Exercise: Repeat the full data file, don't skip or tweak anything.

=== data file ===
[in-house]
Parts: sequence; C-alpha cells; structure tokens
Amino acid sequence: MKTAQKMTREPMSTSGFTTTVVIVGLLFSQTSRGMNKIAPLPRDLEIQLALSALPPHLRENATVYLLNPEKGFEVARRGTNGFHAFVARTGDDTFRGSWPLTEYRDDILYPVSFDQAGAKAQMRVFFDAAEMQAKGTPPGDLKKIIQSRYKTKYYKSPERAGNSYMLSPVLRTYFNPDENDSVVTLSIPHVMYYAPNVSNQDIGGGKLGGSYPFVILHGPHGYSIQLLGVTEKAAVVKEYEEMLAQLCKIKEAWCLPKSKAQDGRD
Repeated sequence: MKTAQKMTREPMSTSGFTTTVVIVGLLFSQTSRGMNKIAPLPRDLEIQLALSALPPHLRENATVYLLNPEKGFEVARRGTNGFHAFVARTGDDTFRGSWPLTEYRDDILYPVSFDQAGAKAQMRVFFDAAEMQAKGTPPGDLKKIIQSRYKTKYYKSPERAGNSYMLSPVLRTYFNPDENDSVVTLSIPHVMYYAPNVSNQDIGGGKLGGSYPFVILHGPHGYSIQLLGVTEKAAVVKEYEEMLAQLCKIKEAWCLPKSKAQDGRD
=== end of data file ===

[in-house]
Parts: sequence; C-alpha cells; structure tokens
Amino acid sequence: MKTAQKMTREPMSTSGFTTTVVIVGLLFSQTSRGMNKIAPLPRDLEIQLALSALPPHLRENATVYLLNPEKGFEVARRGTNGFHAFVARTGDDTFRGSWPLTEYRDDILYPVSFDQAGAKAQMRVFFDAAEMQAKGTPPGDLKKIIQSRYKTKYYKSPERAGNSYMLSPVLRTYFNPDENDSVVTLSIPHVMYYAPNVSNQDIGGGKLGGSYPFVILHGPHGYSIQLLGVTEKAAVVKEYEEMLAQLCKIKEAWCLPKSKAQDGRD
Repeated sequence: MKTAQKMTREPMSTSGFTTTVVIVGLLFSQTSRGMNKIAPLPRDLEIQLALSALPPHLRENATVYLLNPEKGFEVARRGTNGFHAFVARTGDDTFRGSWPLTEYRDDILYPVSFDQAGAKAQMRVFFDAAEMQAKGTPPGDLKKIIQSRYKTKYYKSPERAGNSYMLSPVLRTYFNPDENDSVVTLSIPHVMYYAPNVSNQDIGGGKLGGSYPFVILHGPHGYSIQLLGVTEKAAVVKEYEEMLAQLCKIKEAWCLPKSKAQDGRD